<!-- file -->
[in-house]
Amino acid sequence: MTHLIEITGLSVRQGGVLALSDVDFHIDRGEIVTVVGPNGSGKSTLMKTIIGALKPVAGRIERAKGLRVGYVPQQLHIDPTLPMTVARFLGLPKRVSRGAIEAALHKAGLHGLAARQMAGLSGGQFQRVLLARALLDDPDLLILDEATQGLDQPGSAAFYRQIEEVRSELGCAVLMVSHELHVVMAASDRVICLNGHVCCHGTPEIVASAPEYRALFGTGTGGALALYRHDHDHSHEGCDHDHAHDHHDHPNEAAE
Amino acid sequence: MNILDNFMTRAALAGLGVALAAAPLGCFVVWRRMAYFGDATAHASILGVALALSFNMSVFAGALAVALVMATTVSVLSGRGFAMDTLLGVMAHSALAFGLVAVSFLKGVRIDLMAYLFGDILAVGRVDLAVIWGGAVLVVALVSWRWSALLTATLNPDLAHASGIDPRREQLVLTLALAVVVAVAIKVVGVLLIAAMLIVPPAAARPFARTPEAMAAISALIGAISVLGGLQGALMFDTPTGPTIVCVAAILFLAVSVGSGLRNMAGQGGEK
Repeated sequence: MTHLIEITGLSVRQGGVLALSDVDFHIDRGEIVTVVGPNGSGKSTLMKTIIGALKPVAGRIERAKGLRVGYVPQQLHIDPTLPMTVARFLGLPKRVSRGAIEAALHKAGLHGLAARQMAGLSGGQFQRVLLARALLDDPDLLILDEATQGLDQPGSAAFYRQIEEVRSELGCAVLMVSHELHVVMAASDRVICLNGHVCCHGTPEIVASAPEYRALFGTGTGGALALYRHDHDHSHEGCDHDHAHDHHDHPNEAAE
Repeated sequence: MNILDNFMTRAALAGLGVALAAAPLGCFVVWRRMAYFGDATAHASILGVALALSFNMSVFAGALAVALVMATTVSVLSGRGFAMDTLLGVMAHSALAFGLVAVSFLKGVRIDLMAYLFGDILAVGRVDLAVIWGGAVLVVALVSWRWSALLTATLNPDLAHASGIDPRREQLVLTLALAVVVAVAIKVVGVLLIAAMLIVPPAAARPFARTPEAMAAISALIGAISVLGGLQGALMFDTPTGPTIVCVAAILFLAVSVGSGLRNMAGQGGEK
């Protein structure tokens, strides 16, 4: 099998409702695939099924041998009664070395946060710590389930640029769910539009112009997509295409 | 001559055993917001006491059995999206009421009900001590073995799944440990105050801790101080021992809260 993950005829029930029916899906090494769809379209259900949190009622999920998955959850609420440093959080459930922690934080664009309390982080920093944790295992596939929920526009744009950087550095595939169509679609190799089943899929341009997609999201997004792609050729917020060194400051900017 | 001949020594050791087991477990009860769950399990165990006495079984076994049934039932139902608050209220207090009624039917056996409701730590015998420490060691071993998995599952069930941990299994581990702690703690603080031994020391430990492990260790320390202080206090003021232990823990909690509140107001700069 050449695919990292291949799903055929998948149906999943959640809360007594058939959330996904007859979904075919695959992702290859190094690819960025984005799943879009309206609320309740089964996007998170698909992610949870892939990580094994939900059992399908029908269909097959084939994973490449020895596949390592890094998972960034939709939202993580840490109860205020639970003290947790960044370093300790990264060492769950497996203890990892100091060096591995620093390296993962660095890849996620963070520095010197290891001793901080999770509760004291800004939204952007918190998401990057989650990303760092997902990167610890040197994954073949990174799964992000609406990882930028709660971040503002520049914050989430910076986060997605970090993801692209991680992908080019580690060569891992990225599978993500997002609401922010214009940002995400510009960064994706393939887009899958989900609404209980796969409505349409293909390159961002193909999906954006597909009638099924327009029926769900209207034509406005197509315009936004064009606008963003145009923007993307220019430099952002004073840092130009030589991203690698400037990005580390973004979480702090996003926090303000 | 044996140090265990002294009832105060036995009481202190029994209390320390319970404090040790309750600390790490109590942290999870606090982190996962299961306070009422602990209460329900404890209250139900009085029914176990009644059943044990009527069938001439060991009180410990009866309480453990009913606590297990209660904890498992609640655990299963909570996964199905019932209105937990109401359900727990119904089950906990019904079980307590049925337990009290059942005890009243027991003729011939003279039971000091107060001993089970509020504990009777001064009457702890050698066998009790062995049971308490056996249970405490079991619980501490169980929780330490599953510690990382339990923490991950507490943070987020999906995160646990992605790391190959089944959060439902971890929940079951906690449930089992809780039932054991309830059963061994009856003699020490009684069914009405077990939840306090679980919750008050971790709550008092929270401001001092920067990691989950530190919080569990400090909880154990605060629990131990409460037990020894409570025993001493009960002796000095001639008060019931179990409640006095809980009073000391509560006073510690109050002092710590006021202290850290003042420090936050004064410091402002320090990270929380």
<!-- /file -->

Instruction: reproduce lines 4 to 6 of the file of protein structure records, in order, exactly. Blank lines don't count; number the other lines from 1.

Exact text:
Repeated sequence: MTHLIEITGLSVRQGGVLALSDVDFHIDRGEIVTVVGPNGSGKSTLMKTIIGALKPVAGRIERAKGLRVGYVPQQLHIDPTLPMTVARFLGLPKRVSRGAIEAALHKAGLHGLAARQMAGLSGGQFQRVLLARALLDDPDLLILDEATQGLDQPGSAAFYRQIEEVRSELGCAVLMVSHELHVVMAASDRVICLNGHVCCHGTPEIVASAPEYRALFGTGTGGALALYRHDHDHSHEGCDHDHAHDHHDHPNEAAE
Repeated sequence: MNILDNFMTRAALAGLGVALAAAPLGCFVVWRRMAYFGDATAHASILGVALALSFNMSVFAGALAVALVMATTVSVLSGRGFAMDTLLGVMAHSALAFGLVAVSFLKGVRIDLMAYLFGDILAVGRVDLAVIWGGAVLVVALVSWRWSALLTATLNPDLAHASGIDPRREQLVLTLALAVVVAVAIKVVGVLLIAAMLIVPPAAARPFARTPEAMAAISALIGAISVLGGLQGALMFDTPTGPTIVCVAAILFLAVSVGSGLRNMAGQGGEK
């Protein structure tokens, strides 16, 4: 099998409702695939099924041998009664070395946060710590389930640029769910539009112009997509295409 | 001559055993917001006491059995999206009421009900001590073995799944440990105050801790101080021992809260 993950005829029930029916899906090494769809379209259900949190009622999920998955959850609420440093959080459930922690934080664009309390982080920093944790295992596939929920526009744009950087550095595939169509679609190799089943899929341009997609999201997004792609050729917020060194400051900017 | 001949020594050791087991477990009860769950399990165990006495079984076994049934039932139902608050209220207090009624039917056996409701730590015998420490060691071993998995599952069930941990299994581990702690703690603080031994020391430990492990260790320390202080206090003021232990823990909690509140107001700069 050449695919990292291949799903055929998948149906999943959640809360007594058939959330996904007859979904075919695959992702290859190094690819960025984005799943879009309206609320309740089964996007998170698909992610949870892939990580094994939900059992399908029908269909097959084939994973490449020895596949390592890094998972960034939709939202993580840490109860205020639970003290947790960044370093300790990264060492769950497996203890990892100091060096591995620093390296993962660095890849996620963070520095010197290891001793901080999770509760004291800004939204952007918190998401990057989650990303760092997902990167610890040197994954073949990174799964992000609406990882930028709660971040503002520049914050989430910076986060997605970090993801692209991680992908080019580690060569891992990225599978993500997002609401922010214009940002995400510009960064994706393939887009899958989900609404209980796969409505349409293909390159961002193909999906954006597909009638099924327009029926769900209207034509406005197509315009936004064009606008963003145009923007993307220019430099952002004073840092130009030589991203690698400037990005580390973004979480702090996003926090303000 | 044996140090265990002294009832105060036995009481202190029994209390320390319970404090040790309750600390790490109590942290999870606090982190996962299961306070009422602990209460329900404890209250139900009085029914176990009644059943044990009527069938001439060991009180410990009866309480453990009913606590297990209660904890498992609640655990299963909570996964199905019932209105937990109401359900727990119904089950906990019904079980307590049925337990009290059942005890009243027991003729011939003279039971000091107060001993089970509020504990009777001064009457702890050698066998009790062995049971308490056996249970405490079991619980501490169980929780330490599953510690990382339990923490991950507490943070987020999906995160646990992605790391190959089944959060439902971890929940079951906690449930089992809780039932054991309830059963061994009856003699020490009684069914009405077990939840306090679980919750008050971790709550008092929270401001001092920067990691989950530190919080569990400090909880154990605060629990131990409460037990020894409570025993001493009960002796000095001639008060019931179990409640006095809980009073000391509560006073510690109050002092710590006021202290850290003042420090936050004064410091402002320090990270929380």